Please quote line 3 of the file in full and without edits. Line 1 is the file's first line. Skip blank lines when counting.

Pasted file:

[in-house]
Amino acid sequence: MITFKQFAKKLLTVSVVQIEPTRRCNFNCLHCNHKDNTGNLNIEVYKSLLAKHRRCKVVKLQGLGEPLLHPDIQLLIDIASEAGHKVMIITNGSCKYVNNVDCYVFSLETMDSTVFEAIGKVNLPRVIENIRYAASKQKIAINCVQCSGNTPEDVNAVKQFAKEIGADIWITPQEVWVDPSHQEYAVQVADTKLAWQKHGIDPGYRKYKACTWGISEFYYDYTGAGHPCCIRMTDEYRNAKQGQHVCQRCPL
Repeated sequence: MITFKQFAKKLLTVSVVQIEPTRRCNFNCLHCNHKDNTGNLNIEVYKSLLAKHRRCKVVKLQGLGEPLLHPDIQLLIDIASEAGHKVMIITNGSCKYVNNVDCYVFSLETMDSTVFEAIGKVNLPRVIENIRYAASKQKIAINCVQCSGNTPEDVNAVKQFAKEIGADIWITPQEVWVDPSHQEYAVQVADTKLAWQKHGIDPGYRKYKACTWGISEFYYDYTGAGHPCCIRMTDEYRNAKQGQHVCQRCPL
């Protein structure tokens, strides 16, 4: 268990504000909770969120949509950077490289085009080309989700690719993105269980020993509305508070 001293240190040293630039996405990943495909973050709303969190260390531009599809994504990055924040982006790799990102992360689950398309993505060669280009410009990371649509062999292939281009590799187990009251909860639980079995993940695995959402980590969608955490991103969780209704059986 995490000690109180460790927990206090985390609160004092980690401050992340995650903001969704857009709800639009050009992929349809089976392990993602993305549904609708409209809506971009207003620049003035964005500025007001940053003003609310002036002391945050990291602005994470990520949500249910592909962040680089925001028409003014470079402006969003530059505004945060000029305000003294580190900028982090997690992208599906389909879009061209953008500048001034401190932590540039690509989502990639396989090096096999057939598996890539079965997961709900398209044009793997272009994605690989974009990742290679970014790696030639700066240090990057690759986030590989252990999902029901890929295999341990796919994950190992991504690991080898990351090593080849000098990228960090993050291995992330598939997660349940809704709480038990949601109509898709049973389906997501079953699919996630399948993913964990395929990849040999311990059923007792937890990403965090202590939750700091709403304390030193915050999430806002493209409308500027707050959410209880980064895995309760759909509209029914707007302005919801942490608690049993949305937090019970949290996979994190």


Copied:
Repeated sequence: MITFKQFAKKLLTVSVVQIEPTRRCNFNCLHCNHKDNTGNLNIEVYKSLLAKHRRCKVVKLQGLGEPLLHPDIQLLIDIASEAGHKVMIITNGSCKYVNNVDCYVFSLETMDSTVFEAIGKVNLPRVIENIRYAASKQKIAINCVQCSGNTPEDVNAVKQFAKEIGADIWITPQEVWVDPSHQEYAVQVADTKLAWQKHGIDPGYRKYKACTWGISEFYYDYTGAGHPCCIRMTDEYRNAKQGQHVCQRCPL